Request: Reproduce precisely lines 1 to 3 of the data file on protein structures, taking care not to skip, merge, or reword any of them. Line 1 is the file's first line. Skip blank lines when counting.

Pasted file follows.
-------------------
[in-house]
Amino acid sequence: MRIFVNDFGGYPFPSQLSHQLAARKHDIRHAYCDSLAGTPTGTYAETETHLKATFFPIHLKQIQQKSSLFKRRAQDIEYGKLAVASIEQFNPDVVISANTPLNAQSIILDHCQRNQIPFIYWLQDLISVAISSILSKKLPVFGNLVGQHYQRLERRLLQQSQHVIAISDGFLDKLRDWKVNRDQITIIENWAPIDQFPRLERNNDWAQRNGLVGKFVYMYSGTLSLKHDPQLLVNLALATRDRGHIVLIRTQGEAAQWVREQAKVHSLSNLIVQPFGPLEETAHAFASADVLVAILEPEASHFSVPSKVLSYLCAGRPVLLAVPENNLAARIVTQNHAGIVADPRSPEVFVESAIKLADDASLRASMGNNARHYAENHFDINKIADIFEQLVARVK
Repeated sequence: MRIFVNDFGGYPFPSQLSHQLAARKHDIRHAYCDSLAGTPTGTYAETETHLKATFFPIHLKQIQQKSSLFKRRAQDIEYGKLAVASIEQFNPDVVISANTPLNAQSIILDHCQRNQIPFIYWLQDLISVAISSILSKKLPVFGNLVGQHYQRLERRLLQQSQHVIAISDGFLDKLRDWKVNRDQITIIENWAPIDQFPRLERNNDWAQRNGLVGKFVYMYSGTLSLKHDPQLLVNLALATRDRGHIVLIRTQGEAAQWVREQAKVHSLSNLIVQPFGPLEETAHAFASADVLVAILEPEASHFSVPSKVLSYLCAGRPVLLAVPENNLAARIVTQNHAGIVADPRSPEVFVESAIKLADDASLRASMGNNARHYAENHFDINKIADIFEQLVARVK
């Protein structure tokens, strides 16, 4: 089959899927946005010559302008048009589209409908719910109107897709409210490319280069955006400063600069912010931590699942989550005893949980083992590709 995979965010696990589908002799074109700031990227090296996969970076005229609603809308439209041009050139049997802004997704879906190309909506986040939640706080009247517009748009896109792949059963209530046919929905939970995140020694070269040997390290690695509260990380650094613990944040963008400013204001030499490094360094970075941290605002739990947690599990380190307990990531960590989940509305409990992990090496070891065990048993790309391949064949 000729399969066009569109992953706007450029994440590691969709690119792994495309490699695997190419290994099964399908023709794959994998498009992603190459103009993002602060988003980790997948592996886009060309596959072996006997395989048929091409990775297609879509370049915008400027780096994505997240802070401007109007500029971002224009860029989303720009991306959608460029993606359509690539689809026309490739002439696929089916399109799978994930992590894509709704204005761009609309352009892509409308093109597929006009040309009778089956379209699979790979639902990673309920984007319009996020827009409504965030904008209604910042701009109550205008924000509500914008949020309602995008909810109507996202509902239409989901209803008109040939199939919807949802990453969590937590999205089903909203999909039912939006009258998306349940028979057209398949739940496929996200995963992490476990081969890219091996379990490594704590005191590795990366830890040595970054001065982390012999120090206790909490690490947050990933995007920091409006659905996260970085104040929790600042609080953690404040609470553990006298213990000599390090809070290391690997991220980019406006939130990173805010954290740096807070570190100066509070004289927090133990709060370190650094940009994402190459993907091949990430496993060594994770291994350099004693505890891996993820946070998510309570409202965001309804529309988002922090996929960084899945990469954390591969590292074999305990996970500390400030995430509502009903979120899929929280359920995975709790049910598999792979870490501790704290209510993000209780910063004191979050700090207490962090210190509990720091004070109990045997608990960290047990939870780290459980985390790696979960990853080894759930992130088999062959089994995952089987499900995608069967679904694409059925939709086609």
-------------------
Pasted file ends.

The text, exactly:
[in-house]
Amino acid sequence: MRIFVNDFGGYPFPSQLSHQLAARKHDIRHAYCDSLAGTPTGTYAETETHLKATFFPIHLKQIQQKSSLFKRRAQDIEYGKLAVASIEQFNPDVVISANTPLNAQSIILDHCQRNQIPFIYWLQDLISVAISSILSKKLPVFGNLVGQHYQRLERRLLQQSQHVIAISDGFLDKLRDWKVNRDQITIIENWAPIDQFPRLERNNDWAQRNGLVGKFVYMYSGTLSLKHDPQLLVNLALATRDRGHIVLIRTQGEAAQWVREQAKVHSLSNLIVQPFGPLEETAHAFASADVLVAILEPEASHFSVPSKVLSYLCAGRPVLLAVPENNLAARIVTQNHAGIVADPRSPEVFVESAIKLADDASLRASMGNNARHYAENHFDINKIADIFEQLVARVK
Repeated sequence: MRIFVNDFGGYPFPSQLSHQLAARKHDIRHAYCDSLAGTPTGTYAETETHLKATFFPIHLKQIQQKSSLFKRRAQDIEYGKLAVASIEQFNPDVVISANTPLNAQSIILDHCQRNQIPFIYWLQDLISVAISSILSKKLPVFGNLVGQHYQRLERRLLQQSQHVIAISDGFLDKLRDWKVNRDQITIIENWAPIDQFPRLERNNDWAQRNGLVGKFVYMYSGTLSLKHDPQLLVNLALATRDRGHIVLIRTQGEAAQWVREQAKVHSLSNLIVQPFGPLEETAHAFASADVLVAILEPEASHFSVPSKVLSYLCAGRPVLLAVPENNLAARIVTQNHAGIVADPRSPEVFVESAIKLADDASLRASMGNNARHYAENHFDINKIADIFEQLVARVK